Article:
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Any concerns raised by your Network/Telcomm Group about using VC?

macblade
Occasional Visitor

Any concerns raised by your Network/Telcomm Group about using VC?

We are current blades users, but use integrated fibre and ethernet pass thru. Our Network/Telecomm Group has not supported a move to virtual connect in the past due to a concerns about support and manageability. While we feel these are not well founded, we wanted to see if others in the community have experienced similar concerns and what they did to overcome them. Thanks very much...
2 REPLIES
stevevr
Occasional Visitor

Any concerns raised by your Network/Telcomm Group about using VC?

Hi there, The question:"Is it a device they we have to manage or not?", is one of responsability/accountability. Saying yes, you loose a part of your departments flexibility and a piece of your enclosure becomes a sort of blackbox to you, changes to the VC needs to be asked using the proper channels etcetc... This is, imho a downside but can be turned into an upside also. You don't have to support it/upgrade it. Keep in mind however that in a blade enclosure everything is tied together. This means you update the VC ethernet and it also impacts the VC fibre channel modules in some cases. So a danger lurks behind the corner. You could for example let them take responsability for the config and support of the device, BUT keep control in saying that every change to the config needs to be initiated by you. That way they are covered :) However I think it's important to keep the control of the VC in your department. You don't need it to manage your enclosure but it helps ALOT. A good setup needs to be tested and validated with them, once that's done, nothing stands in your way of using this tech. Well just my 2c...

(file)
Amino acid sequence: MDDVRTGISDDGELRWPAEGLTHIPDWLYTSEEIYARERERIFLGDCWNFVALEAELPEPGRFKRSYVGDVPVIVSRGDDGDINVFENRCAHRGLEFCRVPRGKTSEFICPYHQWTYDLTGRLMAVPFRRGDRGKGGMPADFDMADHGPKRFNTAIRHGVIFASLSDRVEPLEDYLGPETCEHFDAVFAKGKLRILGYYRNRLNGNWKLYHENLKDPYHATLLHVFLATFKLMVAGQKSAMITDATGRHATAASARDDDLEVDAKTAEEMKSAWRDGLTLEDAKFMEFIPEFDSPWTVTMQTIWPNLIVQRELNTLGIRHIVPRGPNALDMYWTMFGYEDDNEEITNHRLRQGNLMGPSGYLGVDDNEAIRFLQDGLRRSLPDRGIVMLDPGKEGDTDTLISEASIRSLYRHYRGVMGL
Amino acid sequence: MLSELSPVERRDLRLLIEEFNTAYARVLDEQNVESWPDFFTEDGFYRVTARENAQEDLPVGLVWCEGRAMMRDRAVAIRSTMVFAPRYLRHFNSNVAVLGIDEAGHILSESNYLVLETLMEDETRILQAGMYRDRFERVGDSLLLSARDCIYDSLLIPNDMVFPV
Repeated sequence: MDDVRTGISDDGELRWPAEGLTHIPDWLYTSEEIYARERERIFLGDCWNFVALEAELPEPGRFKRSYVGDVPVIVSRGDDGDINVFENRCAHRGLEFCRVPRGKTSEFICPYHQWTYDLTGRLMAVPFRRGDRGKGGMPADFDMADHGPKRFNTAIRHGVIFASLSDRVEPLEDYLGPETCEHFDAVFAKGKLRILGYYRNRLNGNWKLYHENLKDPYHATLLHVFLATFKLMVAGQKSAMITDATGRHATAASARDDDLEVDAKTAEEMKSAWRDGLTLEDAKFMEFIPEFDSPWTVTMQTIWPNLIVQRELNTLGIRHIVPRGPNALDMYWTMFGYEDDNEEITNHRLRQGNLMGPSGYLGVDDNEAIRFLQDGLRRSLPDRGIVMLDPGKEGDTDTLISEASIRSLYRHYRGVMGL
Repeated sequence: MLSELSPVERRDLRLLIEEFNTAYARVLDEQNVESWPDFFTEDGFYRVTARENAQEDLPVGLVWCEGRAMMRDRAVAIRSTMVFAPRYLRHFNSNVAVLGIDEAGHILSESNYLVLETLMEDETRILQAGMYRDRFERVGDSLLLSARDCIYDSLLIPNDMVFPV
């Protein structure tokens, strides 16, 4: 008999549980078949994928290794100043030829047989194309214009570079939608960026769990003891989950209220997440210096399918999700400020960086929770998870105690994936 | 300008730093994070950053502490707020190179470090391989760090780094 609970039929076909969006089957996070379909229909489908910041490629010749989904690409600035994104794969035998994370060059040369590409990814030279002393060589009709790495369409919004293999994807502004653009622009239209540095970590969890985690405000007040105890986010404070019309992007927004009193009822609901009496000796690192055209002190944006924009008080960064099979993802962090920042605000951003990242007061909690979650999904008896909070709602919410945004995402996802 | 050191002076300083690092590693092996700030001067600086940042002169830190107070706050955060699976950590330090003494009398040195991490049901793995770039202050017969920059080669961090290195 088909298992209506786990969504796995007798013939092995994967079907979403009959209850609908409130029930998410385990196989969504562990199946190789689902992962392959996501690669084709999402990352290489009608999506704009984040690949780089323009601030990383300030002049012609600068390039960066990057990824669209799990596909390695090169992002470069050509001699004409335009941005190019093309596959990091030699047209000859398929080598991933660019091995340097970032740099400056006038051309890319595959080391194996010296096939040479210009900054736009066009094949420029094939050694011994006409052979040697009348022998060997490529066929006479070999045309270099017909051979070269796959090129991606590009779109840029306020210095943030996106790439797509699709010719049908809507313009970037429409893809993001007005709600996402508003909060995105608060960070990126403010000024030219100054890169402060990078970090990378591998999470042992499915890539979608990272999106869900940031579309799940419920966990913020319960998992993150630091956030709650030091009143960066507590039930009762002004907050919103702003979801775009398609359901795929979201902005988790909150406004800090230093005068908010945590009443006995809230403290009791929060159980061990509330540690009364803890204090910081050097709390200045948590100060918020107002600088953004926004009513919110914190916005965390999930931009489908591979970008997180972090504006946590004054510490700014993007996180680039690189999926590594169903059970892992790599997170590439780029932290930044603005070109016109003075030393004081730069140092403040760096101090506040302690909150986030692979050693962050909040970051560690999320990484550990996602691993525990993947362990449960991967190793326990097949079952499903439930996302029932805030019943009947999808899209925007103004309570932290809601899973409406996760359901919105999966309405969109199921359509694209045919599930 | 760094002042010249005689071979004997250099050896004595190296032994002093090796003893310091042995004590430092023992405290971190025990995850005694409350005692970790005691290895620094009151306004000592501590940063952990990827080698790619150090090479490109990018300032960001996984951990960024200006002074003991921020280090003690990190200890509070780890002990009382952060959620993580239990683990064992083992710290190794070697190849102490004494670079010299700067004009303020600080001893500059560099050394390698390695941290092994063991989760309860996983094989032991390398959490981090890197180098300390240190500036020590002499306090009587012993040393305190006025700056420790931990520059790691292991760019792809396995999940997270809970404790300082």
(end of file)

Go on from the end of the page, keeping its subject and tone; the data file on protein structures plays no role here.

ilouser
Occasional Advisor

Any concerns raised by your Network/Telcomm Group about using VC?

We're in the throes of rolling out a C7000 setup with VC 1-10GB and VC Flex-10 modules. Our approach is to have the entire config locked down on a unix machine and it can take the machine from bare metal to fully configured in a few minutes. That way it's easy to fix things and run verifications to see if anything has changed. In this way when we hand it over to Ops to run we can give them simple CLI commands to maintain the machines, keeping them away from the internals as much as possible. We love them dearly but no way will we want them to be driving a web browser to add in enet-connections or the like.